Adams v. McMaster (South Carolina Supreme Court)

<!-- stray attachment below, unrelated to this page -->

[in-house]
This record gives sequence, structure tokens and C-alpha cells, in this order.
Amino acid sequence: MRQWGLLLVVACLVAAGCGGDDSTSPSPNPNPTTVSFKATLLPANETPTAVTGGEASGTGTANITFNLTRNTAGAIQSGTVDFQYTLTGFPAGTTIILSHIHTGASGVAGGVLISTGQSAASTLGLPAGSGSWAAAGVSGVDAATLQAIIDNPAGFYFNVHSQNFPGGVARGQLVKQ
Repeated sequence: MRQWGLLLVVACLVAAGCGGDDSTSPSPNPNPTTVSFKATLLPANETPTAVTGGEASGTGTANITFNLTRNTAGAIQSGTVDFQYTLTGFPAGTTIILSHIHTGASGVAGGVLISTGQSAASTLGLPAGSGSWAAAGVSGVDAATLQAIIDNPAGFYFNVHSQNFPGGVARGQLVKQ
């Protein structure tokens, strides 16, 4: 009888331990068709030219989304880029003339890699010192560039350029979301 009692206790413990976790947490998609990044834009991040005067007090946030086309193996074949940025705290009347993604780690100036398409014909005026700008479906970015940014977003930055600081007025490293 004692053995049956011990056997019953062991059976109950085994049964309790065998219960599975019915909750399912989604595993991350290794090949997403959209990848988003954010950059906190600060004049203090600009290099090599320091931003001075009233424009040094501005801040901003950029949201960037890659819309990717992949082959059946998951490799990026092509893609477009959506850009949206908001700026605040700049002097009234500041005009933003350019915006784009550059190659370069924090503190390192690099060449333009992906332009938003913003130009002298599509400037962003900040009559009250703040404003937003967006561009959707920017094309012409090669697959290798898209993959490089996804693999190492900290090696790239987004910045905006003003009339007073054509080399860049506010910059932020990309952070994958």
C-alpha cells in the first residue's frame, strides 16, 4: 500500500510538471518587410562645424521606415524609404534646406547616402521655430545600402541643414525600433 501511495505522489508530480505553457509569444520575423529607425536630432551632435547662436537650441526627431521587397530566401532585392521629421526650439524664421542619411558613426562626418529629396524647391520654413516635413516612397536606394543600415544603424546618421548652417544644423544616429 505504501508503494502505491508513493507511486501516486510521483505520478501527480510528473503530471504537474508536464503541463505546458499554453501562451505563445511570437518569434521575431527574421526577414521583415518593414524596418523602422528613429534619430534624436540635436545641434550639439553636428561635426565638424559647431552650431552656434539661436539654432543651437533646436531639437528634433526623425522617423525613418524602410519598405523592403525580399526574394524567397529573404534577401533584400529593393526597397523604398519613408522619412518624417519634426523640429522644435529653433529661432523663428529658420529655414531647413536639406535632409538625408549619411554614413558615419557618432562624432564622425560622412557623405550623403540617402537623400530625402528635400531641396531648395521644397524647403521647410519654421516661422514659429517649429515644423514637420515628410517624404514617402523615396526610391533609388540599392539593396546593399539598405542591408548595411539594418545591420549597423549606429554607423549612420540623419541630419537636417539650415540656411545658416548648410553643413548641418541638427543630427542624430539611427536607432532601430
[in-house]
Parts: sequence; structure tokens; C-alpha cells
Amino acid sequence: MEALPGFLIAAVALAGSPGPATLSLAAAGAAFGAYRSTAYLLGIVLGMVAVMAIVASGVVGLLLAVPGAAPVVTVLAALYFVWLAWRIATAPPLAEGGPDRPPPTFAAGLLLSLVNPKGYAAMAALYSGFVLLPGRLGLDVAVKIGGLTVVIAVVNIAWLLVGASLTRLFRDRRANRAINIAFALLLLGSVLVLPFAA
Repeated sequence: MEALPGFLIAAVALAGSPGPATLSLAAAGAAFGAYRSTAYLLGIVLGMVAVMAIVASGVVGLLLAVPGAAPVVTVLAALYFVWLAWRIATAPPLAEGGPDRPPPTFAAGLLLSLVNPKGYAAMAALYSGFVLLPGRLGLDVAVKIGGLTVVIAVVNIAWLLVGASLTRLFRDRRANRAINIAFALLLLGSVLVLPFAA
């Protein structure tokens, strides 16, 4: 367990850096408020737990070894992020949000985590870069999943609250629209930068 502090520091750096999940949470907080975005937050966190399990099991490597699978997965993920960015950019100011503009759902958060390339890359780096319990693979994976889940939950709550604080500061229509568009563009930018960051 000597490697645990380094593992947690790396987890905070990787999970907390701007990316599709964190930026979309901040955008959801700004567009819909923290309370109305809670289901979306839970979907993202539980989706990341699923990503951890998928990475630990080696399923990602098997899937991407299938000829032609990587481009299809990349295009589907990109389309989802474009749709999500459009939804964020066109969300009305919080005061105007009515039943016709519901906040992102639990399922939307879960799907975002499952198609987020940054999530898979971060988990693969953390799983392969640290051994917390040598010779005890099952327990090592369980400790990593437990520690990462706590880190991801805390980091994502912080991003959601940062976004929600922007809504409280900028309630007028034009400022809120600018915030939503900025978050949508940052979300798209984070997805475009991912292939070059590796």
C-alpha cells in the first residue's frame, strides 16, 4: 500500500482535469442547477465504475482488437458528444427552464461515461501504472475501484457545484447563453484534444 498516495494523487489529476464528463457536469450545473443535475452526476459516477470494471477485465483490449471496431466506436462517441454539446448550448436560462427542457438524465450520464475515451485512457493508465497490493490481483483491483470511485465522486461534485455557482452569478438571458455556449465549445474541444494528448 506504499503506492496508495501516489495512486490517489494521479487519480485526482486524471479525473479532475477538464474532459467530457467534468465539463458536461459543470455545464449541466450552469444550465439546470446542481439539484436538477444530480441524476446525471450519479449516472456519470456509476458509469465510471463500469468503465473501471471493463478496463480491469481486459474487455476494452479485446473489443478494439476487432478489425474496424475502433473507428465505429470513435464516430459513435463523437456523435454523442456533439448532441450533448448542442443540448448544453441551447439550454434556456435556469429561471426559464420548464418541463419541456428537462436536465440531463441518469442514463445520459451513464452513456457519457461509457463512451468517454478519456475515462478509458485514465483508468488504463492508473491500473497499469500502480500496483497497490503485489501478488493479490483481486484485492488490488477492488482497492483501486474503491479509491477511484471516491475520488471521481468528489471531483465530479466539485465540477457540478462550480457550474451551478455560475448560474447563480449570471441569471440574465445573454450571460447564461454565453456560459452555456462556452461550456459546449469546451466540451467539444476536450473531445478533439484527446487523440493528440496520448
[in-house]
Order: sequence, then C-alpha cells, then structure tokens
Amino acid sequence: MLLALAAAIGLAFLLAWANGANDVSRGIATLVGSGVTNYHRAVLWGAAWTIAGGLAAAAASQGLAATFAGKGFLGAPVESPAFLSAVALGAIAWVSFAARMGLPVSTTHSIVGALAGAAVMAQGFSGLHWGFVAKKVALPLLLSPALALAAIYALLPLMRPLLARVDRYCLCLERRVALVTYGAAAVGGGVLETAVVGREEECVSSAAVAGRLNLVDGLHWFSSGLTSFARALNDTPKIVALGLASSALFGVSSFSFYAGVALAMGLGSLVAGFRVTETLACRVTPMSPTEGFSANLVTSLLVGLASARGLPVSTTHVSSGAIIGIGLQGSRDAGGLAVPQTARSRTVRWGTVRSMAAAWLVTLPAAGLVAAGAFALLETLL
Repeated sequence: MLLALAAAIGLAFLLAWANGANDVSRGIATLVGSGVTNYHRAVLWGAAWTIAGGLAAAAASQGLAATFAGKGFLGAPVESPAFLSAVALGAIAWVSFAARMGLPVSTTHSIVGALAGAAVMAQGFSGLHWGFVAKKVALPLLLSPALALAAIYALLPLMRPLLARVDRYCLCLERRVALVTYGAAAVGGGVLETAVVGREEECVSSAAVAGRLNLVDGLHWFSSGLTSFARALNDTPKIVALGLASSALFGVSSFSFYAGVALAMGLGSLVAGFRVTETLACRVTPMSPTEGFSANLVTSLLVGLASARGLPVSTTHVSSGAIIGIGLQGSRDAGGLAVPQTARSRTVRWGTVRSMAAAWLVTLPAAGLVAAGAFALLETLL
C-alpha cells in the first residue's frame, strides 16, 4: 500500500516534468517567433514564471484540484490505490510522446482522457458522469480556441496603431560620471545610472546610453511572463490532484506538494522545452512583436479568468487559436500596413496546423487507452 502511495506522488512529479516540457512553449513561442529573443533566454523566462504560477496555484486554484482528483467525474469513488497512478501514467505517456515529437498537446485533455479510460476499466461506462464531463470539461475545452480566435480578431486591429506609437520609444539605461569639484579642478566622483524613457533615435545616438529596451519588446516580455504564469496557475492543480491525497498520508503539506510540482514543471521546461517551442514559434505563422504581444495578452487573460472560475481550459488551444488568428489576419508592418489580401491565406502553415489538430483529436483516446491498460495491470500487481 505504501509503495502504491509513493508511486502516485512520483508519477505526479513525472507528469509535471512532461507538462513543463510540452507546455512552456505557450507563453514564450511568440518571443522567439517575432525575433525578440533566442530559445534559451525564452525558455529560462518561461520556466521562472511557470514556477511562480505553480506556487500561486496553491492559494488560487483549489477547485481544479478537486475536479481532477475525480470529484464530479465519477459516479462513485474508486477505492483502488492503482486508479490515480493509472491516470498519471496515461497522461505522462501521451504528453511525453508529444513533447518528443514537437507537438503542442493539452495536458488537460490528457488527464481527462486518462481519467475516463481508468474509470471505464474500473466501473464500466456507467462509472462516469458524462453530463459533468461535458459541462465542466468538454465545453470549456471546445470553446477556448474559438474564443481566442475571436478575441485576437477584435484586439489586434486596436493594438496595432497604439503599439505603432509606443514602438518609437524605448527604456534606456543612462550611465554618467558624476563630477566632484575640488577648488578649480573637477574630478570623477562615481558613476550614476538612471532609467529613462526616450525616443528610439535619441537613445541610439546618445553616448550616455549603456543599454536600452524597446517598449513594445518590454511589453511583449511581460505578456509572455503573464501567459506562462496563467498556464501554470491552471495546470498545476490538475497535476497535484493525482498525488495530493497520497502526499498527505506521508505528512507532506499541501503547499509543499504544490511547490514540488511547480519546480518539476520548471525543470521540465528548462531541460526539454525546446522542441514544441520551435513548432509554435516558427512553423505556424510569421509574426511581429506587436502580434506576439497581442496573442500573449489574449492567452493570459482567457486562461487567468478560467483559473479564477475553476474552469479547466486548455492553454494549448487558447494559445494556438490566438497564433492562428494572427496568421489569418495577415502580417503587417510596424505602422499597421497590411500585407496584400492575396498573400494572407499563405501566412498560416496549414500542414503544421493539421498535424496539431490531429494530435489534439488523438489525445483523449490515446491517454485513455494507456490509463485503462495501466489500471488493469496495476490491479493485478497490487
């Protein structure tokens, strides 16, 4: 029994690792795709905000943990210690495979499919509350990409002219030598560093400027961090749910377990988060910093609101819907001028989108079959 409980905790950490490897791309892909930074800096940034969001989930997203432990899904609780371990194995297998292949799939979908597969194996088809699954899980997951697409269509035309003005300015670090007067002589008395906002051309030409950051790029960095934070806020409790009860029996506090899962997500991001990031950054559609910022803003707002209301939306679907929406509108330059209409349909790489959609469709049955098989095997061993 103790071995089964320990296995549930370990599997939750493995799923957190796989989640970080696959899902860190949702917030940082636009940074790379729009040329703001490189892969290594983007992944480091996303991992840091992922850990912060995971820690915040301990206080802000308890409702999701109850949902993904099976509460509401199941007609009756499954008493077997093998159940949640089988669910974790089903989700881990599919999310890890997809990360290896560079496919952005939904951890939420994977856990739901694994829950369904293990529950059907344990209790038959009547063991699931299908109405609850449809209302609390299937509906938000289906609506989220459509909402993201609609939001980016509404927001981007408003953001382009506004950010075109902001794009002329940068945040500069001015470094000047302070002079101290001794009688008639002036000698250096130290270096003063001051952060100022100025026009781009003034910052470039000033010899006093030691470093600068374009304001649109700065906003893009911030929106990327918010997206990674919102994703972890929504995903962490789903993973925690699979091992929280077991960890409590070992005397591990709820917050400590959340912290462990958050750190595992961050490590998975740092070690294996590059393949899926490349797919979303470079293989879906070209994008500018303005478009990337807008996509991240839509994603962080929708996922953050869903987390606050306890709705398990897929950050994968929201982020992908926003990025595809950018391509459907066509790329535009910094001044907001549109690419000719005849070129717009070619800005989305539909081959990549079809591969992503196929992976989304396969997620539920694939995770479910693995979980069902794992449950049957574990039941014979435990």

PFPS and the Southern Education Foundation filed an amici curiae brief urging the South Carolina Supreme Court to strike down Governor Henry McMaster’s plan to use federal emergency relief funds provided under the Coronavirus Aid, Relief, and Economic Security Act (CARES Act) to start a private school voucher program. The brief argues that Governor McMaster’s public statements and assurances to the U.S. Department of Education confirm he intended the funds to directly benefit private schools, in violation of the state constitution’s prohibition on the use of public funds “for the direct benefit of any religious or other private educational institution.” The brief also argues that Establishment Clause case law cited by the defendants was not relevant because South Carolina’s no-aid clause prohibits public funding of any private school. Finally, the brief explains that Governor McMaster’s unconstitutional use of CARES Act funds failed to address the urgent needs of South Carolina students during the pandemic. The South Carolina Supreme Court struck down the voucher program as unconstitutional.